A Short Guide to Fibromyalgia

A Short Guide to Fibromyalgia

A Short Guide to Fibromyalgia

A Short Guide to Fibromyalgia


Fibromyalgia is a form of chronic neuromuscular pain, a pain-amplification syndrome brought on by abnormal interactions between hormones, the immune system, neurotransmitters, and the autonomic nervous system, that afflicts six million Americans every year. Often misdiagnosed, and widely misunderstood, the majority of patients are turned away from doctors or treated for depression. This guide offers expert advice to sufferers of this painful syndrome and gives them the education they need to get the help they require but rarely get.

In their earlier books,Making Sense of FibromyalgiaandAll About Fibromyalgia, noted medical writer Janice Wallace and Dr. Daniel Wallace, a leading expert on this disorder, provided comprehensive guides--for both patients and professionals--to this little known and poorly understood syndrome. Now, inFibromyalgia, the Wallaces provide an inviting and succinct version of the syndrome they have studied, laid out in clear and accessible language. The authors provide a clear, concise explanation of the syndrome and its symptoms, and also outline the recent advances in treatments.

Fibromyalgiaaddresses a desperate need for concise, accessible information on this syndrome and offers reassurance to patients and their families.


If you have the chronic pain of fibromyalgia, you may be frustrated by the lack of understanding shown by people around you. This is par⁃ ticularly true of the people you live and work with. If only they could feel for one day how you feel all year! Pain has no memory and no mercy. Is it like a bad flu or a severe headache? How can you find the words to describe it?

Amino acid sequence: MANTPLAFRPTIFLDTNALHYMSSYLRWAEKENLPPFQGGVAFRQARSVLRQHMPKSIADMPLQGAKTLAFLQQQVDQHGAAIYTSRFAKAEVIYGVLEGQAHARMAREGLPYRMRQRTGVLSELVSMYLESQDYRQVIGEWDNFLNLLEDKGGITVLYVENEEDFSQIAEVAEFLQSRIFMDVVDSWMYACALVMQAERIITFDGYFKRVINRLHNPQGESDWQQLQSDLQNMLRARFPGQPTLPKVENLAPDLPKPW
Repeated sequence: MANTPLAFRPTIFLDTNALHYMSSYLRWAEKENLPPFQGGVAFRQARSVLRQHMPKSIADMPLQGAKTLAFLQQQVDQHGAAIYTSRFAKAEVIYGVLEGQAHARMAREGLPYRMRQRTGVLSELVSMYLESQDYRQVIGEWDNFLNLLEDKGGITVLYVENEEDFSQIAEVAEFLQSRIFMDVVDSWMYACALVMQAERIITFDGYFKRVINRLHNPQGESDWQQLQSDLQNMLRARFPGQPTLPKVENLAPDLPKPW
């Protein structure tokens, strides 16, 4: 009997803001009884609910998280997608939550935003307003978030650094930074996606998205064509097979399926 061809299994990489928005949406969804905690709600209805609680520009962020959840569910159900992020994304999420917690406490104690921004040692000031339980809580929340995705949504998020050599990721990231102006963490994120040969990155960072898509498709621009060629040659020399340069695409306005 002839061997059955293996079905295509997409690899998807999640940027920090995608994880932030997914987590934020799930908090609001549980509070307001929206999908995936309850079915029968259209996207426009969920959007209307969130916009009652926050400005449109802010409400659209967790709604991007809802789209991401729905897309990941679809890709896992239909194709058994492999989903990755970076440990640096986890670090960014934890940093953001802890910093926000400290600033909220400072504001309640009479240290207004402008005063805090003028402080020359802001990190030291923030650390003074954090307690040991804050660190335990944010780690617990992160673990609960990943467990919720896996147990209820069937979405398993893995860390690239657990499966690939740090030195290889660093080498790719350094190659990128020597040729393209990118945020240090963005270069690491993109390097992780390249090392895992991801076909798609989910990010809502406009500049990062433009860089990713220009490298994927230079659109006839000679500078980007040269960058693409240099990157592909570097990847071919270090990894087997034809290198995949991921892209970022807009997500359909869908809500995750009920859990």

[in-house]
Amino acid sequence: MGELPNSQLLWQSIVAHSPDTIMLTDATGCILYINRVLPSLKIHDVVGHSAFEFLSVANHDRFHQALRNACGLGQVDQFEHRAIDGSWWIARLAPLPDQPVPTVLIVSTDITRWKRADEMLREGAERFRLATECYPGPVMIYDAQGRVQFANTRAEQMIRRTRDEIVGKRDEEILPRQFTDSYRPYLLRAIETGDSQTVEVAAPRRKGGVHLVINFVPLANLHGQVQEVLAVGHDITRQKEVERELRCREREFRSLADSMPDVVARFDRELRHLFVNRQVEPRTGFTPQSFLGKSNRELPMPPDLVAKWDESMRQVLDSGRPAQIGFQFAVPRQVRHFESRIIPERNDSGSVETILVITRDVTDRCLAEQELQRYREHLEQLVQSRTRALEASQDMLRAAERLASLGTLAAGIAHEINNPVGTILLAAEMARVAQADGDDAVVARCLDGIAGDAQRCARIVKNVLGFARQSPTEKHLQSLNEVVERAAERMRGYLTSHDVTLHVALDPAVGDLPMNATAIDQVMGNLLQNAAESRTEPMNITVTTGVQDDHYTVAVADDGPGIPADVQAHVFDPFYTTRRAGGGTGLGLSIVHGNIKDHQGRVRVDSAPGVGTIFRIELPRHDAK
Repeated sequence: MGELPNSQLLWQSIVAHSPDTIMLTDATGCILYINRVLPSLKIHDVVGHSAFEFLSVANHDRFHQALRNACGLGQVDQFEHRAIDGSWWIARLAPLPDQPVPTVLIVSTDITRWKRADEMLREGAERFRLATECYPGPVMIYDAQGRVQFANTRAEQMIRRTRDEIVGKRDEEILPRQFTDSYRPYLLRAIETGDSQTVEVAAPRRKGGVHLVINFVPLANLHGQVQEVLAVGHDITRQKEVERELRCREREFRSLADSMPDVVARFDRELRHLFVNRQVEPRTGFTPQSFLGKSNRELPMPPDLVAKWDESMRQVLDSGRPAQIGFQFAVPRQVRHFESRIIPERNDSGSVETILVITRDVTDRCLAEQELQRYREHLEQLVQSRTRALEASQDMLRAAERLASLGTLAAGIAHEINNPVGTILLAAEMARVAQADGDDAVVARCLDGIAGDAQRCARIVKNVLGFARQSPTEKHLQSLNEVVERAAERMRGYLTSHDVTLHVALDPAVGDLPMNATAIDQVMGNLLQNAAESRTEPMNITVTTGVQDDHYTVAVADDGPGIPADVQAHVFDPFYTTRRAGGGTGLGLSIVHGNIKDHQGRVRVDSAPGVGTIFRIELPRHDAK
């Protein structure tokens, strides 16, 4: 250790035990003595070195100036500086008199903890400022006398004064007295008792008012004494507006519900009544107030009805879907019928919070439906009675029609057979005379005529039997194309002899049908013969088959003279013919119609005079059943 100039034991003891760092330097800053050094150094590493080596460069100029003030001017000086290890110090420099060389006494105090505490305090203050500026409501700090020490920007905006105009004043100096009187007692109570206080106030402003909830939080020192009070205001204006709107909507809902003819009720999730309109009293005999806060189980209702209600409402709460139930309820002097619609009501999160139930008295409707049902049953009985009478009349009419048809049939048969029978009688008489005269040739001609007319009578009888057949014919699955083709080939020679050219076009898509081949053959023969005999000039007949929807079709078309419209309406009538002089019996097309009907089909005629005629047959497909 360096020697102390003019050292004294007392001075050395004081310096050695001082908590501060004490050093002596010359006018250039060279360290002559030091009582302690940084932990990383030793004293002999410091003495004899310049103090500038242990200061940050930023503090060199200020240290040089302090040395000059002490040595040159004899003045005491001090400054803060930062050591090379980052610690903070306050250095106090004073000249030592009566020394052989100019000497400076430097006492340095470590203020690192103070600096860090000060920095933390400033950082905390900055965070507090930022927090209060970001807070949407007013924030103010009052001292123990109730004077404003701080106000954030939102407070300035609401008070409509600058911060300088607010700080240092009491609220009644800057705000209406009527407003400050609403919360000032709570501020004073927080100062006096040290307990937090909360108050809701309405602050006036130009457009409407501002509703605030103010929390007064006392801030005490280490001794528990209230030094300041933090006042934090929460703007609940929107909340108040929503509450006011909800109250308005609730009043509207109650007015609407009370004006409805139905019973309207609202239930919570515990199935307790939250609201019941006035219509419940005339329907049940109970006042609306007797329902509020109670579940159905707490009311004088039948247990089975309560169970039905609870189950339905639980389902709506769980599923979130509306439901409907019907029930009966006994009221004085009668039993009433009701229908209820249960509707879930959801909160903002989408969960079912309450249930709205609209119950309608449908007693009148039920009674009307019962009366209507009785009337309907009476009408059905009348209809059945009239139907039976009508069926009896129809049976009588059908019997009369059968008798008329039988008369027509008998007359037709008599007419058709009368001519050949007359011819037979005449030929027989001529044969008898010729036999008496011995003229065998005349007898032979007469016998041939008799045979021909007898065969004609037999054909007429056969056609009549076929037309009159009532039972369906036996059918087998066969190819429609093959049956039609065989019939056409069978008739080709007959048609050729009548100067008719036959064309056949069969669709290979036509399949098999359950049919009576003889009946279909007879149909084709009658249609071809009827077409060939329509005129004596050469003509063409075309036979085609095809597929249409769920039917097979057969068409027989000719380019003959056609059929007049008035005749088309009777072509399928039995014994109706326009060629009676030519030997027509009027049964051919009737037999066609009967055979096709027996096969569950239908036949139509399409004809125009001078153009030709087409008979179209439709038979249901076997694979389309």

When the Arthritis Foundation tried to categorize the 150 different forms of musculoskeletal conditions in 1963, it created a classification known as soft tissue rheumatism. Included in this listing are condi⁃ tions in which joints are not involved. Soft tissue rheumatism encom⁃ passes the supporting structures of joints (e.g., ligaments, bursae, and tendons), muscles, and other soft tissues. Fibromyalgia is a form of soft tissue rheumatism. A combination of three terms—fibro- (from the Latin fibra, or fibrous tissue), myo⁃ (the Greek prefix myos, for muscles), and algia (from the Greek algos, which denotes pain)— fibromyalgia replaces earlier names for the syndrome that are still used by doctors and other health professionals such as myofibrositis, myo⁃ fascitis, muscular rheumatism, fibrositis, and generalized musculo⁃ ligamenous strain. Fibromyalgia is not a form of arthritis, since it is not associated with joint inflammation.


Evidence for the syndrome can be found as far back in history as the book of Job, where he complained of [sinews [that] take no rest.] Seem⁃ ingly exaggerated tenderness of the muscles and soft tissues to touch was documented in the nineteenth-century medical literature by French, German, and British scientists, who called it spinal irritation, Charcot's hysteria, or a morbid affection. The English physician Sir William Gowers (1845–1915) coined the term fibrositis in 1904 in a paper on . . .

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